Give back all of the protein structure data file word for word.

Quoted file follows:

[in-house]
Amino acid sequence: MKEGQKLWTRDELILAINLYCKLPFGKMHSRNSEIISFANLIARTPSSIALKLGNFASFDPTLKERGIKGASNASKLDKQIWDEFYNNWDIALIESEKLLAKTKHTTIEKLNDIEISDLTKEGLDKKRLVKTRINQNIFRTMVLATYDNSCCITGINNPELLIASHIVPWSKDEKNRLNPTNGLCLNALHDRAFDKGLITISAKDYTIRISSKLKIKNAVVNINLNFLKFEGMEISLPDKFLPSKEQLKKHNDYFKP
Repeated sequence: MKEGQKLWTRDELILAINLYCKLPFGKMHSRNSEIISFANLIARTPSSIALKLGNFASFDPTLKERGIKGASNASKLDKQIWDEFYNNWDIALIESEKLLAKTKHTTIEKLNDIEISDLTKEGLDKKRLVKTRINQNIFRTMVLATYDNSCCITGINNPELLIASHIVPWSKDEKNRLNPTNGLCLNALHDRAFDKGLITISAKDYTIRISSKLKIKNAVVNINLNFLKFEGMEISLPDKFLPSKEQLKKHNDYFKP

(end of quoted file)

[in-house]
Amino acid sequence: MKEGQKLWTRDELILAINLYCKLPFGKMHSRNSEIISFANLIARTPSSIALKLGNFASFDPTLKERGIKGASNASKLDKQIWDEFYNNWDIALIESEKLLAKTKHTTIEKLNDIEISDLTKEGLDKKRLVKTRINQNIFRTMVLATYDNSCCITGINNPELLIASHIVPWSKDEKNRLNPTNGLCLNALHDRAFDKGLITISAKDYTIRISSKLKIKNAVVNINLNFLKFEGMEISLPDKFLPSKEQLKKHNDYFKP
Repeated sequence: MKEGQKLWTRDELILAINLYCKLPFGKMHSRNSEIISFANLIARTPSSIALKLGNFASFDPTLKERGIKGASNASKLDKQIWDEFYNNWDIALIESEKLLAKTKHTTIEKLNDIEISDLTKEGLDKKRLVKTRINQNIFRTMVLATYDNSCCITGINNPELLIASHIVPWSKDEKNRLNPTNGLCLNALHDRAFDKGLITISAKDYTIRISSKLKIKNAVVNINLNFLKFEGMEISLPDKFLPSKEQLKKHNDYFKP